For such clusters to operate together the key capabilities are shared C2 based on shared information, surveillance, and reconnaissance systems (traditionally known as intelligence, surveillance, and reconnaissance or ISR). It is here that new maritime autonomous systems can prove especially significance in working with the GCC and with those GCC states working within the framework of the Abraham accords with Israel as well.
How to generate ISR which can be shared? And shared in an environment of trusted information? Sharing common platforms in the unmanned surface vessel world and then shaping ISR and C2 payloads which can be deployed onboard provides an opportunity to then work the webs of information coming off these systems which can be shared.
It must be remembered that the Gulf is a narrow body of water with significant maritime traffic and the challenge in such circumstances is clearly to be able to distill information from noise. And to do so rapidly and among the cluster of states working together to shape common security or defense responses.
Working national systems to deliver effective information and intelligence is hard enough, doing so among partners in a security or combat cluster even more so. The advantage of shaping a common fleet of USVs is that is not just about 5th Fleet getting better; it is about the coalition of the willing learning to work together more effectively.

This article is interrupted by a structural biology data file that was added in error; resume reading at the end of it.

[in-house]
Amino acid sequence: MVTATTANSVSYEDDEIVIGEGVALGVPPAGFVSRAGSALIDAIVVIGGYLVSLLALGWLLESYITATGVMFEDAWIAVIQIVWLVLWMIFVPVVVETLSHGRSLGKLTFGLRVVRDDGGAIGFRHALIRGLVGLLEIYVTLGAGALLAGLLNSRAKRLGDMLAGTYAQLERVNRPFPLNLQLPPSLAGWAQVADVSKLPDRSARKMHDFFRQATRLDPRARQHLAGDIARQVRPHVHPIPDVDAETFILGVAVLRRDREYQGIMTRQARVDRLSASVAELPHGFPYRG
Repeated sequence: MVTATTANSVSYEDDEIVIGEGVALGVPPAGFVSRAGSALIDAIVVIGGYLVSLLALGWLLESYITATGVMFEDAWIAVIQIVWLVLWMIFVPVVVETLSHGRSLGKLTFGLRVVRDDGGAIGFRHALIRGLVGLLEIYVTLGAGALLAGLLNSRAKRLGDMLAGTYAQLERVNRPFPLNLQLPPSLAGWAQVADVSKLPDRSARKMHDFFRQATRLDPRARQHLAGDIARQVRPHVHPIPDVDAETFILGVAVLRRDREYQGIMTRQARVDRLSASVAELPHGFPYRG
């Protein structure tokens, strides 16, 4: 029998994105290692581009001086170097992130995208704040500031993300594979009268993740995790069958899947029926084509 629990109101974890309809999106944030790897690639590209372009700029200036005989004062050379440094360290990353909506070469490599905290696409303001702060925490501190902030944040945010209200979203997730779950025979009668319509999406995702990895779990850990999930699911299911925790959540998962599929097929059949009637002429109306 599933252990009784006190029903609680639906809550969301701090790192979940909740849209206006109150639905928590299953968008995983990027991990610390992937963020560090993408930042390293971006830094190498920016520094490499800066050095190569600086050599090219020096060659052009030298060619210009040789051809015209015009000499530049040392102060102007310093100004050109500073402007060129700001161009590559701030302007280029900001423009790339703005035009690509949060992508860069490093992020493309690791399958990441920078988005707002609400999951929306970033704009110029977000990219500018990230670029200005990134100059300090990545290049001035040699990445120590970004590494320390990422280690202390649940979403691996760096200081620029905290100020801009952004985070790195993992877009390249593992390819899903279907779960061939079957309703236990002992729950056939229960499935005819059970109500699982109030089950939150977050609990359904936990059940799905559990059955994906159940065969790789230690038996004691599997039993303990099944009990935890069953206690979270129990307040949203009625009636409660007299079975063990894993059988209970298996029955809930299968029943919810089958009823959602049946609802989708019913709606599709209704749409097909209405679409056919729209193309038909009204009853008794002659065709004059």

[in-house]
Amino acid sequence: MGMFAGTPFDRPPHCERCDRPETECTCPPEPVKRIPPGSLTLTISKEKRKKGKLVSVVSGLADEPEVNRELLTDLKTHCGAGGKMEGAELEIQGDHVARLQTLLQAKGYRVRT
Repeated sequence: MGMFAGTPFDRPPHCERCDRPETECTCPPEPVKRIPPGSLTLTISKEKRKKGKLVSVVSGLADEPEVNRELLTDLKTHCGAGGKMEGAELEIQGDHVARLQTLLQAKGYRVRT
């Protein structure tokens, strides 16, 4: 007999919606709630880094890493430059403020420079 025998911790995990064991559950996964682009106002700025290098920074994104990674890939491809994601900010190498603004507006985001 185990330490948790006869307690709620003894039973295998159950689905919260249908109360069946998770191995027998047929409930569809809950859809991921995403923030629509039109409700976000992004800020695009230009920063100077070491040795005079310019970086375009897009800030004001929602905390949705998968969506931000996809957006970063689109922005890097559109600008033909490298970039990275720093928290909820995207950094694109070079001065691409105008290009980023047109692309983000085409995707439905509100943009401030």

And not just for the U.S. or the coalition, but for the nations who are pursuing such USV ISR capabilities as well.
If one were to take the case of Bahrain, the Kingdom is investing significantly in the development scientific and technological capabilities to shape its future. Working in AI, digital systems, and ISR is clearly an area where local expertise and capabilities can be developed significantly to the benefit of Barthian and its partners.
The question then is how Bahrain can best work with like-minded partners to deliver more effectively ISR to the nation and at the same time leverage more effectively relevant capabilities which its partners posses as well.
How best to deliver an ISR cluster which can provide for enhanced security and defense for Bahrain and for the nations with which they work?
In other words, it is not just about developing new platforms, or simply new ways to work with unmanned or autonomous systems; it is about reworking how ISR clusters can be shaped and worked among those states willing to work together.
Featured Photo: A MANTAS T-12 unmanned surface vessel (USV), front, operates alongside U.S. Coast Guard patrol boat USCGC Maui (WPB 1304) during exercise New Horizon in the Arabian Gulf, Oct. 26. Exercise New Horizon was U.S. Naval Forces Central Command Task Force 59’s first at-sea evolution since its establishment Sept. 9. Photo by Petty Officer 3rd Class Dawson Roth and credited to 5th Fleet Public Affairs.